|By Terry Campbell, Professor, Kaplan University, School of Public Safety|
The March topic is ‘International Corrections.’ We are familiar with corrections here in the United States and understand the many legal issues and concepts that contributed to our current system. Yet, how familiar are we with corrections at the international level? While conducting some research I came across three particular areas of interest. I will discuss each of these areas by providing an overview, as well as some views and perspectives.
Through ongoing research and collaboration we continue to work toward improvement in corrections. When we begin to look at changes throughout corrections, Dr. Frank J. Porporino reminds us of the following: “Change is also more likely to succeed (and be long-lasting) when we adapt rather than copy possible solutions to problems. The models can serve as a guide, there are no universal best practice methods.” We also need to be aware of any cultural issues as well.
The United States Department of State has a handbook available to embassy employees and available online. This handbook was created by three State Department Bureaus: ‘International Narcotics and Law Enforcement Affairs, Democracy, Human Rights and Labor, and Consular Affairs.’ Basic information related to the international standards for correctional systems can be located there. Some embassy officer’s duties require them to visit detention facilities located in the host nation. Embassy officers will visit these facilities for a variety of reasons. Two of the major reasons are to assist in collecting and observing information for inclusion in the ‘human rights report’ and to visit U.S citizens in custody.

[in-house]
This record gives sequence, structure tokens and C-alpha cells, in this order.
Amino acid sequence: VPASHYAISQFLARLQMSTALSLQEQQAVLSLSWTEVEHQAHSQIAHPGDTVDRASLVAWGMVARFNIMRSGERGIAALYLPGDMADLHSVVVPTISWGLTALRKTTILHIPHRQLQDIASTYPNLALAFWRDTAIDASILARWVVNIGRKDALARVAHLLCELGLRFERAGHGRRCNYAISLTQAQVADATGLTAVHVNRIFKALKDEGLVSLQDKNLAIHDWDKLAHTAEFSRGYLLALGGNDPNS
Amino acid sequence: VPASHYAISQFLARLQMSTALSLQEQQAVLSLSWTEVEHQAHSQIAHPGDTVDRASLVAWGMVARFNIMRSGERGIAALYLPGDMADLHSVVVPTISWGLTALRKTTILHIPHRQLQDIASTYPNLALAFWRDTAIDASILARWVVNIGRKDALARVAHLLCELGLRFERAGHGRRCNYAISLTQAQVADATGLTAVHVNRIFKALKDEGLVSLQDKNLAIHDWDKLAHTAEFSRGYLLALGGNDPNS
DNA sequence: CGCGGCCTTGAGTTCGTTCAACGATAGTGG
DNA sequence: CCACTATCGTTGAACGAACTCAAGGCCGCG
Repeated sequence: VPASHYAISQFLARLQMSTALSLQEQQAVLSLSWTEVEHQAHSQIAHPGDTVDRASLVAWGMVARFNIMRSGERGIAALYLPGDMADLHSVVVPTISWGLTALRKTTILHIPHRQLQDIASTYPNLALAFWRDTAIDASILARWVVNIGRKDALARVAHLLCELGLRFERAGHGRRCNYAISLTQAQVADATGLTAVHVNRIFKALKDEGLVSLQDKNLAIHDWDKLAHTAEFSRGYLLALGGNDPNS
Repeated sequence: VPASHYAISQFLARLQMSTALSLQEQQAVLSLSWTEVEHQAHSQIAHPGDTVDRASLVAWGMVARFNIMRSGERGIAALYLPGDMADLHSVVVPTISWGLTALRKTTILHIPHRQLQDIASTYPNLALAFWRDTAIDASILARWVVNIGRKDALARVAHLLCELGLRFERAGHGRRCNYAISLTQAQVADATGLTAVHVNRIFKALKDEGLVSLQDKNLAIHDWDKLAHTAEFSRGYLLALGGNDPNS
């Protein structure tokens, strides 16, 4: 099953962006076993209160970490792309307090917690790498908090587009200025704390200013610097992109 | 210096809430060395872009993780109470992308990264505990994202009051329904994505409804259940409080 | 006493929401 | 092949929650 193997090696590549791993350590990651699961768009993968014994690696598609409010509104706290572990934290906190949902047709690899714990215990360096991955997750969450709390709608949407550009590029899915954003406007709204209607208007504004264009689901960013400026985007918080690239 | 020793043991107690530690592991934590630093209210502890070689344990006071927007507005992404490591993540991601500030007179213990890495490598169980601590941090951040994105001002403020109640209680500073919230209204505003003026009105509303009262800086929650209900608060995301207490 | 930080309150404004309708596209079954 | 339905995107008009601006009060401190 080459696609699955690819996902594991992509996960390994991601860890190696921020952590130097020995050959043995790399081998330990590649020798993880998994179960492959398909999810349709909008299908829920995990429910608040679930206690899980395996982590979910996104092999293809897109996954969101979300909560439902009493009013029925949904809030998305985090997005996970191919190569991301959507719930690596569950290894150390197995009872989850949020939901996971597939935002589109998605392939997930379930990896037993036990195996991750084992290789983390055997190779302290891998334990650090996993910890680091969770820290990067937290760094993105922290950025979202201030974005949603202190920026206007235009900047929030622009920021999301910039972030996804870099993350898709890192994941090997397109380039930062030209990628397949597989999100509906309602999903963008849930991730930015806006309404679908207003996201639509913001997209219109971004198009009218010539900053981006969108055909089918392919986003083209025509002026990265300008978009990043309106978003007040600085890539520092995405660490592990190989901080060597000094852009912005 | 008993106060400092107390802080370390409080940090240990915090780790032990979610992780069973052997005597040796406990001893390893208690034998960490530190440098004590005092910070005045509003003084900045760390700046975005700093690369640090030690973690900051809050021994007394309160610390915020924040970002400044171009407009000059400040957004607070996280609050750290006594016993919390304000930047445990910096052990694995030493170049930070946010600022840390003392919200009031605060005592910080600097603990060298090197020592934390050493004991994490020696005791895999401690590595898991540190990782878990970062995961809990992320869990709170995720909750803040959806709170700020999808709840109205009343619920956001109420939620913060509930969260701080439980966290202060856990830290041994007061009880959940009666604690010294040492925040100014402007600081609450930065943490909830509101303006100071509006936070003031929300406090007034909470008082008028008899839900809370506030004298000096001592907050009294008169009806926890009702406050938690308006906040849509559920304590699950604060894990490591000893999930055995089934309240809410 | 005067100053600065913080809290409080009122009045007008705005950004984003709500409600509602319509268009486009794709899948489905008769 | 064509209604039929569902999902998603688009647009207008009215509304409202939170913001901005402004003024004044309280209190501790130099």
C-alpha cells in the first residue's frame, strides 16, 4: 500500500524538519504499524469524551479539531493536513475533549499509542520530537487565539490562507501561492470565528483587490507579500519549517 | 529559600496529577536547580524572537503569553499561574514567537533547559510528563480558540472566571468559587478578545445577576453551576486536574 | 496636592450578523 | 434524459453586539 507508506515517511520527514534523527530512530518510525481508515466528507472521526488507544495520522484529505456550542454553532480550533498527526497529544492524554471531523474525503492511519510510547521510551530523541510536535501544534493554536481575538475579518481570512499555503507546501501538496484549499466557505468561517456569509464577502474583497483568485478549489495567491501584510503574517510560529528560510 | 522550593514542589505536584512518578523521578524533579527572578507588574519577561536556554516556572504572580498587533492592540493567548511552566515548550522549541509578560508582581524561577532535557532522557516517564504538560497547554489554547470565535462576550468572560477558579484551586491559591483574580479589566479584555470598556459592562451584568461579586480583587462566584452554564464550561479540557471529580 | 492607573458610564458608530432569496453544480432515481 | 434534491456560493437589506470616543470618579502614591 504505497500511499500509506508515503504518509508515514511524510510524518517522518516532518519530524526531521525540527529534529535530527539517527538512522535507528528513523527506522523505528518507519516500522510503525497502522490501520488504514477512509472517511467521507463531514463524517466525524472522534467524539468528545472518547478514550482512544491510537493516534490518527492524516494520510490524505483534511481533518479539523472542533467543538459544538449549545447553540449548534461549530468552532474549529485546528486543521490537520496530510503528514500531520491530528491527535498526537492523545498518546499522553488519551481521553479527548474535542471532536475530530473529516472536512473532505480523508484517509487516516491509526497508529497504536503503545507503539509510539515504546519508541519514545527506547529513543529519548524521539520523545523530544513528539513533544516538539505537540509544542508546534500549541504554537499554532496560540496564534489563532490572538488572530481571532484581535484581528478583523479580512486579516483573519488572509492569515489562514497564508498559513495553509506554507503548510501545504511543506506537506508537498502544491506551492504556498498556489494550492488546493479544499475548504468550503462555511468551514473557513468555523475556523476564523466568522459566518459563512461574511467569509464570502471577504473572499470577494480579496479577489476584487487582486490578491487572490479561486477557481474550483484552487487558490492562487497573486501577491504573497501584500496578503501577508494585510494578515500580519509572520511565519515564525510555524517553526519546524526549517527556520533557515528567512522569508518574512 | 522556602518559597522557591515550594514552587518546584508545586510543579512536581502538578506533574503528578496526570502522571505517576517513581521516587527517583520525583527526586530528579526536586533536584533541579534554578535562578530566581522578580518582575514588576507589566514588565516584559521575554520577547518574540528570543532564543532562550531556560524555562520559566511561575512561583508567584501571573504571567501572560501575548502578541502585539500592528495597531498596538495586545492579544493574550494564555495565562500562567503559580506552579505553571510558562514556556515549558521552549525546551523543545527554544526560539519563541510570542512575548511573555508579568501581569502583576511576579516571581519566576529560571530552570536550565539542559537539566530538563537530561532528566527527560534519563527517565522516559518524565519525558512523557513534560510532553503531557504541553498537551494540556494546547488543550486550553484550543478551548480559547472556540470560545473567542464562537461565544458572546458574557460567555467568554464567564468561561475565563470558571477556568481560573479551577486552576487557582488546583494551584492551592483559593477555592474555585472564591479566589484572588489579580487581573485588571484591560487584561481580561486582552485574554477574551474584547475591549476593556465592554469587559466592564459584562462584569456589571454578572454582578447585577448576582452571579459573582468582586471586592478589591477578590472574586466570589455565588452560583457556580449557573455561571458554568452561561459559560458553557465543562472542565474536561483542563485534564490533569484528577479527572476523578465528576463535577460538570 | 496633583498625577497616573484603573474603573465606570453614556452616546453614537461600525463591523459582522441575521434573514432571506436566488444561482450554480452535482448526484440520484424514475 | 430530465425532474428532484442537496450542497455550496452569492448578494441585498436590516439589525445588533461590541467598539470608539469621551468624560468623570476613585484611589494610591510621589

This handbook can be located here.
I included the Table of Contents for the handbook in case you wish to review:
The handbook contains a scenario for review and what the visiting officer can expect. This also highlights many of the areas for review and observation. In addition, the handbook contains words with working definitions for officers. This was very informative and well prepared information. I identified only some of the potential problems and concerns often associated with corrections. As you review the following areas, you will note many parallels with our own corrections systems.
“The goal of a correctional system is to provide various degrees of confinement in a safe (for the offender and staff), secure, humane, and transparent manner, and to provide programs that give offenders the opportunity to reform and successfully reintegrate into society.”
The following are some individual areas to consider:
Vulnerable Populations- women, juveniles, and those with physical and mental disabilities, and other. These individuals are prone to be targets for ‘abuse, exploitation, or neglect.' Increases in female prisoners- this creates a multitude of issues consisting of, but not limited to, health care, mental health, family considerations, and other.
Discriminatory Treatment- prisoners of ‘racial, ethnic, and religious minorities, women, children, LGBT persons, and the disabled.'
As you can see, many of these areas identified are directly related to our systems. There are additional resources I will share with you related to human ‘rights and law enforcement treaties.’
Stay safe out there.
Terry Campbell is a criminal justice professor at Kaplan University, School of Public Safety and has more than 20 years of experience in corrections and policing. He has served in various roles, including prison warden and parole administrator, for the Arkansas Department of Corrections. Terry may be reached at email@example.com.
Other articles by Campbell
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